Choosing a theme for your WordPress site is a decision you should spend a little time with. While it is easy to change your theme without rebuilding your site, if you change your theme often, it can confuse visitors who may have gotten used to the banding and feel of your previous theme.
So how do you choose a theme? I know a lot of people will put “WordPress theme” into their favorite search engine, and start clicking away from there. This may work for some people, but it’s not an advisable process for most instances.
Let’s go back to our house analogy for a bit. If you were building a new house, would you just start pouring a foundation and putting up walls and what not without thinking about what fuctions the house needs to accomodate? How many bedrooms do their need to be for your family members? Do you need an office, or guest room, or one room that does double duty for both of those needs? Do you have younger kids that need a designated play space, or older kids who maybe need a quite space for studying? Do you need a large dining room for large family gathers, or a small breakfast nook for easy mornings? Now that you’ve identified what you need to have in your house, you can start to plan what these spaces might look like and where they will go in the house, and how big your house needs to be.
The same process applies to your website. While some themes may look fantastic, if they don’t accomodate the functions that you need, or require space to be filled by functions you’re not going to use, they may not be the best choice for you.
I’m going to add here that the preferred way of creating WordPress themes is to keep design and function separate, so while you may not find a WordPress theme that includes the specfic functions in it that you are looking for, you can usually tell from the demo if it is at least designed to accomodate what you need.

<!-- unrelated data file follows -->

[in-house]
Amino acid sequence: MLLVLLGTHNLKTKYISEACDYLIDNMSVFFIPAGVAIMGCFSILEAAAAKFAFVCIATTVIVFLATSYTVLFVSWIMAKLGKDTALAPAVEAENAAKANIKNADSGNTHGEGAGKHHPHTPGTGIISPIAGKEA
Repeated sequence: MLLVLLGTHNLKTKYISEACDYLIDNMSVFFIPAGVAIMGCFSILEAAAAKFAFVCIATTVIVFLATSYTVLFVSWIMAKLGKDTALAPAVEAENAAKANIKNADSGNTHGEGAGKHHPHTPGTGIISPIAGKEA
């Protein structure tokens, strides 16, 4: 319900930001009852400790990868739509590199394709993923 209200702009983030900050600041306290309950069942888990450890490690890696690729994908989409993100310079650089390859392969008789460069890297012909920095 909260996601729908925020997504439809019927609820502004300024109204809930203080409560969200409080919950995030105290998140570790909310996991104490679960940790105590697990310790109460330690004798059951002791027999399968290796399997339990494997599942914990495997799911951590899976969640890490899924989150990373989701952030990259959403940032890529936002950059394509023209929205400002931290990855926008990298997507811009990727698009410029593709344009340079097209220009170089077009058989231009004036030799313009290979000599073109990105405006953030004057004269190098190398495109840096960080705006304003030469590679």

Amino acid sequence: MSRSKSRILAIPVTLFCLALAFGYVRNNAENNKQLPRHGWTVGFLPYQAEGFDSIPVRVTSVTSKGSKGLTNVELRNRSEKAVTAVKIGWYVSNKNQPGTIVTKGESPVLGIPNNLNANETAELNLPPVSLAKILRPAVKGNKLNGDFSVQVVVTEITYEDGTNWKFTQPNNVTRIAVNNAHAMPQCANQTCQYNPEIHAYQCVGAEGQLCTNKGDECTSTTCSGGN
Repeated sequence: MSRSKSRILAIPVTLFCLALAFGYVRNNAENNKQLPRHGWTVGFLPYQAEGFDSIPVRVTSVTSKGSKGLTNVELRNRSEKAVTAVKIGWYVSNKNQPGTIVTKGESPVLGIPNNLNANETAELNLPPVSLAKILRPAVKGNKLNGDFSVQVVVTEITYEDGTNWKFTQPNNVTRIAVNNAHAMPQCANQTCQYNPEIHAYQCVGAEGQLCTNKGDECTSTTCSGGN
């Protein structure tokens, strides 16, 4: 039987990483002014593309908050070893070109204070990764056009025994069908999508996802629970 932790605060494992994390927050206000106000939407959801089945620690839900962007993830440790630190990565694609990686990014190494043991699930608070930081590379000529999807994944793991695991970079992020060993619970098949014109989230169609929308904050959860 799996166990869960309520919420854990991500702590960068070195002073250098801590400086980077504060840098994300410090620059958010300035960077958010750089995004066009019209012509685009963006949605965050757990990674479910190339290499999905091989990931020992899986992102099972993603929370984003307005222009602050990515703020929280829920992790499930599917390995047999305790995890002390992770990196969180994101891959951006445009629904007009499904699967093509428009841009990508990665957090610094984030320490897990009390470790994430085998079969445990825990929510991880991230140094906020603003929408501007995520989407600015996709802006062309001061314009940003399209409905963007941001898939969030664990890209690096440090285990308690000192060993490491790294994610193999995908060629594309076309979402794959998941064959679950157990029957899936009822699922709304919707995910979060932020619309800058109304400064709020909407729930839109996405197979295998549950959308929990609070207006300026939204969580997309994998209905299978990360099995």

Also, look at the kinds of content that are in the demo and decied if you have corresponding or similar content that will fit in that place. For instance, some themes are designed with a large, attention-commanding graphic at the top of the page (referred to as a hero image), or the layout incoporates graphics at different sizes or is more designed for frequent blogging versus a more static brochure style site. Look critically at the example areas of the demo site to see if you will be able to fill in those kinds of areas, and if not, will the site still look as appealing?
Some general tips on choosing a theme:
- Beware of free themes available “out in the wild” on the internet. There’s no vetting process for these, and you could end up with spam and malicious code in your theme unknowingly. I’m not say that they are all bad, but the bad ones are out there and can do irreparable harm to your relationship with your customers, your web host, and the search engines.
- Choosing a free theme from the WordPress.org Theme Directory (Repository) is generally safe, as each of the themes in the Repository have to be vetted by professional theme developers to make sure they meet all the specifications that WordPress requires and are absent of any malicious code. Typically you can get support of the theme developers though WordPress.org support forums if you run into any problems.
- Premium theme shops offer updates and support in exchange for the license fee. Some shops have annual license fees for continuted support and access to updates, while some shops offer lifetime licenses. Know what the license terms are.
- If you’re going the premium shop route, make sure you know their refund policy. Much like shopping for clothes, sometimes a theme may look great on the demo site, but may not be as flexible as you need it to be under actual use. If there’s no refund policy, check with pre-sales support to ask about that, or ask if it can accomodate the specific use that you need for it.
- The theme should be Responsive. This one isn’t really optional. Responsive design has been around long enough, and search engines factor mobile-friendliness into your search rankings. If the theme isn’t responsive, it’s not worth your time or money. If you’re not sure if a theme is Responsive, a quick test is to resize your browser window across several different sizes and see if the design adjusts accordingly. Or you can check it against Google’s Mobile Friendly Tester.